It’s absolutely critical to have every meeting room prepared to be remote-friendly. It’s the difference between seamlessly joining meetings, and paying a “meeting tax” of five to ten minutes per meeting. This was underscored recently when Honeycomb moved offices. The previous one was configured with meeting rooms that were set for one-click connection to Google Meet; the new one is still coming up to speed. We’re still figuring out how to place microphones, configure calendar invites, and get reliable wifi. Until we get that configured, we’re paying that tax.
We communicate internally through Slack; most (but not all) employees have gotten into the habit of making sure conversations are in public as much as possible. There are definite tradeoffs — a public question can feel like a rebuke — but biasing conversations towards being shared helps keep ambient knowledge floating around.
We use a document sharing tool, Quip, that often feels like a less-good Google Docs. Quip has one feature, though, that makes me a fierce loyalist: it generates a “recently edited” list. Glancing through that list can give a sense of the heartbeat of the company.
The biggest technical gap is that we still haven’t decided how to simulate whiteboards remotely. I usually use real whiteboards and send photos; Liz likes to use Google’s Jamboard on her tablet.
The second biggest is that it’s a lot harder to enforce attention during a distributed meeting: it’s far too easy to check Slack notifications, dash off an email, or tune half-way out. (For me, personally, the way around is to take notes—having something else to do with my fingers forces me to pay attention keeps me on track.)
We might have some advantage from the fact that the product we build is designed with remote workers in mind. When the system goes down at two in the morning and a pager goes off, chances are that the Ops person on call is not in an office. Because all engineers at Honeycomb rotate through on-call shifts, they all have the equipment to be able to work from home. Some Honeycomb features — like the ability to share query links via Slack and search each others’ histories— have emerged as ways to help enable distributed collaboration.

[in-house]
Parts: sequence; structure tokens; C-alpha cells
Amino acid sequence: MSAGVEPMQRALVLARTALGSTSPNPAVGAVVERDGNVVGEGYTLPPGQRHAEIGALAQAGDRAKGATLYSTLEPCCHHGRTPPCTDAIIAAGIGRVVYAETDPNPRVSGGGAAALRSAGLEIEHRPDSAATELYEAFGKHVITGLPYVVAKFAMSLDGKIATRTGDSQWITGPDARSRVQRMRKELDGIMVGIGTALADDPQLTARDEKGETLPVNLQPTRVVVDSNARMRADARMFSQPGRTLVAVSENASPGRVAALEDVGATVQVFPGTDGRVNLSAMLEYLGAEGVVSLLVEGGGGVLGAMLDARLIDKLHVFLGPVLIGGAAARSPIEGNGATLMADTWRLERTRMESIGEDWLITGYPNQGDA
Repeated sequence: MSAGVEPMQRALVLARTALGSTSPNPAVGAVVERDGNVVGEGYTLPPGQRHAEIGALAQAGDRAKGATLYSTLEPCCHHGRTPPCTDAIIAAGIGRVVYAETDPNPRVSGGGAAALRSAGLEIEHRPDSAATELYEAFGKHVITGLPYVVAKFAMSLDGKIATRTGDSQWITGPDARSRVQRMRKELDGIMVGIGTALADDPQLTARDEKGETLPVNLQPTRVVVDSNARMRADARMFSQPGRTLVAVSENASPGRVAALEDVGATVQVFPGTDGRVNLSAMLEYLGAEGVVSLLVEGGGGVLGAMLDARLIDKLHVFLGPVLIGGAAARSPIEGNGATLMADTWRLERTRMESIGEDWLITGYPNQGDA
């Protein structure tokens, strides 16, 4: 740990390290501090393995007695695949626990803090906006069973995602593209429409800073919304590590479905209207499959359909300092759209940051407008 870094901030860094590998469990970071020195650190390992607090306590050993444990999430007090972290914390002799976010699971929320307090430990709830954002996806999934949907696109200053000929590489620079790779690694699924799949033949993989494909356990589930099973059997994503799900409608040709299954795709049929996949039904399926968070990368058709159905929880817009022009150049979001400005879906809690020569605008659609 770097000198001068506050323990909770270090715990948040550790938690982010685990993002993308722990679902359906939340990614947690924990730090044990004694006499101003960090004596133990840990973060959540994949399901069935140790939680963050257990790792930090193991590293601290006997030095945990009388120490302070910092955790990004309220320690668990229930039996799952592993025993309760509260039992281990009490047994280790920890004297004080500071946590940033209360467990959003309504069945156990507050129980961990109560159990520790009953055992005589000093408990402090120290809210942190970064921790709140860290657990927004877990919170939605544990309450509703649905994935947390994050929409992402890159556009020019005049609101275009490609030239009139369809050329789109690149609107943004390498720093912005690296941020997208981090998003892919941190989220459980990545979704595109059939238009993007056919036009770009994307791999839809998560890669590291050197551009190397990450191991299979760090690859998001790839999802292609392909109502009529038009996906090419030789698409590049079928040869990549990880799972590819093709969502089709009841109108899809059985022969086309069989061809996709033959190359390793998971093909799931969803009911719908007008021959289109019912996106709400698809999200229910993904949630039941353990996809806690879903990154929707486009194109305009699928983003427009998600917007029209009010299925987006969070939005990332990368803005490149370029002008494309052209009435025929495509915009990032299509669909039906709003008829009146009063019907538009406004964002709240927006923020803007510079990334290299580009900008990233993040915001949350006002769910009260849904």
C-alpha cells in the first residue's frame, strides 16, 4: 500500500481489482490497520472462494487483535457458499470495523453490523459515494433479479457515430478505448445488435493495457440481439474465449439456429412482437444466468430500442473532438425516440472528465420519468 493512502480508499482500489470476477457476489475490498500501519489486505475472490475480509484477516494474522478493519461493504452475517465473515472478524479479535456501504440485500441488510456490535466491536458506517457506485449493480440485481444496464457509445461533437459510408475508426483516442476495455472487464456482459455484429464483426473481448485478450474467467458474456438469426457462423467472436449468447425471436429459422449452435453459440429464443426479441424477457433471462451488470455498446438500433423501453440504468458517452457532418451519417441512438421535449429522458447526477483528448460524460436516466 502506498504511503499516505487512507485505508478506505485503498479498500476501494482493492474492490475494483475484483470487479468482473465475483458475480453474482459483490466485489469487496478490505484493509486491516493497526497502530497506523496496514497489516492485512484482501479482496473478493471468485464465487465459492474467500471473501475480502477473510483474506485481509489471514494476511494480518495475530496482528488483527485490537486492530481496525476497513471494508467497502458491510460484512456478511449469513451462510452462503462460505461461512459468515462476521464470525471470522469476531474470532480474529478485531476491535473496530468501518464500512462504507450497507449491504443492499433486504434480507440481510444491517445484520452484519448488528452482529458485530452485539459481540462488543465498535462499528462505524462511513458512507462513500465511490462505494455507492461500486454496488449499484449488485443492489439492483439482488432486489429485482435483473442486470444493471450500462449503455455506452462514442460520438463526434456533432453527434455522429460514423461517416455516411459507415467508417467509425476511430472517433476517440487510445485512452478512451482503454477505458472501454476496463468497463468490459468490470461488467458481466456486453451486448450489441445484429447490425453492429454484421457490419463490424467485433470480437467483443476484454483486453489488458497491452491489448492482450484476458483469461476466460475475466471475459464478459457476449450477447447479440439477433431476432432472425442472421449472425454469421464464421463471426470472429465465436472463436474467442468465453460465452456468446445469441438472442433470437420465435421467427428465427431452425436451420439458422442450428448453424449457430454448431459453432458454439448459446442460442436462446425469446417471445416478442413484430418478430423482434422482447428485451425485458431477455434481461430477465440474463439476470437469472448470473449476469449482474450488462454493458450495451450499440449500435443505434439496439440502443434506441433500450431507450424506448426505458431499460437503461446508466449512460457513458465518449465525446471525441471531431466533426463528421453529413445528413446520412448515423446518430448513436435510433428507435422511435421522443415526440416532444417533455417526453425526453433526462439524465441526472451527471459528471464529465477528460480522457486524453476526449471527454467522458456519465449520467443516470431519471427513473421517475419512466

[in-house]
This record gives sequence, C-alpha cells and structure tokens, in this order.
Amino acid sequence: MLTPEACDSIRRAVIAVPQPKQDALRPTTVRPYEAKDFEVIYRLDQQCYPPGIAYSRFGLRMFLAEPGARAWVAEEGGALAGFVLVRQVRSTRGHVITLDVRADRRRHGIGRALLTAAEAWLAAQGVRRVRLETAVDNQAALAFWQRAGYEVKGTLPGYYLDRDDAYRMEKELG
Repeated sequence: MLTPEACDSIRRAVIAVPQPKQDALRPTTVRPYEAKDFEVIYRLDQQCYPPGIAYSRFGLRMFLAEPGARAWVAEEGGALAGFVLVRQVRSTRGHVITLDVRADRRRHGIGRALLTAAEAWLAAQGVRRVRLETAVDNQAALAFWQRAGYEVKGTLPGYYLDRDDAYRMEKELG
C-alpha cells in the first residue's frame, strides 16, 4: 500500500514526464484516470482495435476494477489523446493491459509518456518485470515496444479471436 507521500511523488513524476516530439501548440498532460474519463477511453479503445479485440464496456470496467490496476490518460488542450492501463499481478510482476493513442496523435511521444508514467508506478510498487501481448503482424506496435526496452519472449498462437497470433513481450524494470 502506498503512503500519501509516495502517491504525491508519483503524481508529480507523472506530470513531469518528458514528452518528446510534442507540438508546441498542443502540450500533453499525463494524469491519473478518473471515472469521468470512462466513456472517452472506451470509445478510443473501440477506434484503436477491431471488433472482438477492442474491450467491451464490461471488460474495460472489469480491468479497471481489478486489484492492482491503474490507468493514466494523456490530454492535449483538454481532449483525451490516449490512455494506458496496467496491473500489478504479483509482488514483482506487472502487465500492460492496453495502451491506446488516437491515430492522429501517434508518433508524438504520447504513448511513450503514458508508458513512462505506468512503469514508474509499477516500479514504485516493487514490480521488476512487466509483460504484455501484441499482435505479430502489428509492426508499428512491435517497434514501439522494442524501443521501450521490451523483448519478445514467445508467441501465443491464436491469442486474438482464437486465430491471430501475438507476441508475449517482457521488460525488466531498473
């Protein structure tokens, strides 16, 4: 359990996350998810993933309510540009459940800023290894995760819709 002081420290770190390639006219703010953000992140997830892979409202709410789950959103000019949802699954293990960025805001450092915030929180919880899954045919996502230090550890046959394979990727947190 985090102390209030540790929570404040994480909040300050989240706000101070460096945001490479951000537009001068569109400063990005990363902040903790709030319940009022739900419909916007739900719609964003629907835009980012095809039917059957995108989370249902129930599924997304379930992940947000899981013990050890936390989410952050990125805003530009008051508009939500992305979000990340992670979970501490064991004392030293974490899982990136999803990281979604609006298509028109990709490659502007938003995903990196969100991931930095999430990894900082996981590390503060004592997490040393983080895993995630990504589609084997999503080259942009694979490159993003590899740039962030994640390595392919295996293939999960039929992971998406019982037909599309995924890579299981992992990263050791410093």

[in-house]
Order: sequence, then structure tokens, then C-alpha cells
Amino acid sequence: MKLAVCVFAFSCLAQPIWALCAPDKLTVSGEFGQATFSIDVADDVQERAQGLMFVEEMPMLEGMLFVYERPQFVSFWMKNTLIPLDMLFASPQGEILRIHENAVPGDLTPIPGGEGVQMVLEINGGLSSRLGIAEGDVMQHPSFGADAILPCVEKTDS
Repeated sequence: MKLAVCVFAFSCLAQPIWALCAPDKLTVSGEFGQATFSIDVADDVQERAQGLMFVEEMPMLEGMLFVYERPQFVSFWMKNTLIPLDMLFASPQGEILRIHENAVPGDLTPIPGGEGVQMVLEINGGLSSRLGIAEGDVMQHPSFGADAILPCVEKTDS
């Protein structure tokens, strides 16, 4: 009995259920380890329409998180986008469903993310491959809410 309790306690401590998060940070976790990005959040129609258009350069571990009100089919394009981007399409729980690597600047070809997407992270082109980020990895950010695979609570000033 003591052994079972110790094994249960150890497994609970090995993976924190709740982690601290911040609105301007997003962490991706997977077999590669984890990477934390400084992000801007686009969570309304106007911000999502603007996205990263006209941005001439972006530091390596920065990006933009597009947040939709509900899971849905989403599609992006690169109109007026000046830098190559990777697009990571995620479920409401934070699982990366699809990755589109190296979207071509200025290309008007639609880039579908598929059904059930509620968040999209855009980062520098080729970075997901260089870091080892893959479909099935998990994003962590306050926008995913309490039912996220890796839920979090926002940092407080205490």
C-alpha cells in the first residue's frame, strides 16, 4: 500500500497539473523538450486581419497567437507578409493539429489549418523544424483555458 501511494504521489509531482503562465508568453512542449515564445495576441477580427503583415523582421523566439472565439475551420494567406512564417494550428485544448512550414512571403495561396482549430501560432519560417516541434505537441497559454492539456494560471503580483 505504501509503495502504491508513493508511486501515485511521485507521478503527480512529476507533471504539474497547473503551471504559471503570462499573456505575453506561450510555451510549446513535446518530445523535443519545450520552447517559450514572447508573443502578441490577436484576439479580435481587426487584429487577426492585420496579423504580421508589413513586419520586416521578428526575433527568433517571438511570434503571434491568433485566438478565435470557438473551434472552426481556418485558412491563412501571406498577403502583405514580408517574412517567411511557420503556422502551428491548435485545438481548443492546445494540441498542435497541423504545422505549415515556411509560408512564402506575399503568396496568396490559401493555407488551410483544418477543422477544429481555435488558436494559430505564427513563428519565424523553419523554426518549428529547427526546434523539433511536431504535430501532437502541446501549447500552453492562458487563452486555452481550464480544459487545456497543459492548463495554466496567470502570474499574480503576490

Honeycomb is slowly working its way toward being more friendly toward distributed workers, and one delightful part of the process has been a series of experiments in how to be better distributed.
Some of these entail using technology to its best effect. We’re growing standards around being Good Remote Participants. Mostly, for example, people do a pretty good job of keeping webcams on during chats. (A disembodied voice over a static portrait just doesn’t give the same visible cues as a phone call; relatedly, some of our colleagues are trying to shake the habit of sitting outside the camera range in meeting rooms.)
We send out shared meeting notes to an email list; it’s incredibly useful to glance through and see notes from a Sales enablement meeting, a Product planning session, and an Engineering status report.
We have a slack channel, #distributed, to discuss issues of interest to supporting distributed work.
We’re also building new rituals around distributed work. Alyson, one of our engineers, went on a long trip over the summer; working remotely, she suggested that we start a Distributed Coffee. Once a week some of us gather around webcams to chat. Some local, some remote. There’s no particular agenda; no particular theme. Sometimes we get lots of people; others, quieter. These weekly informal meetings seem to be a useful touchpoint.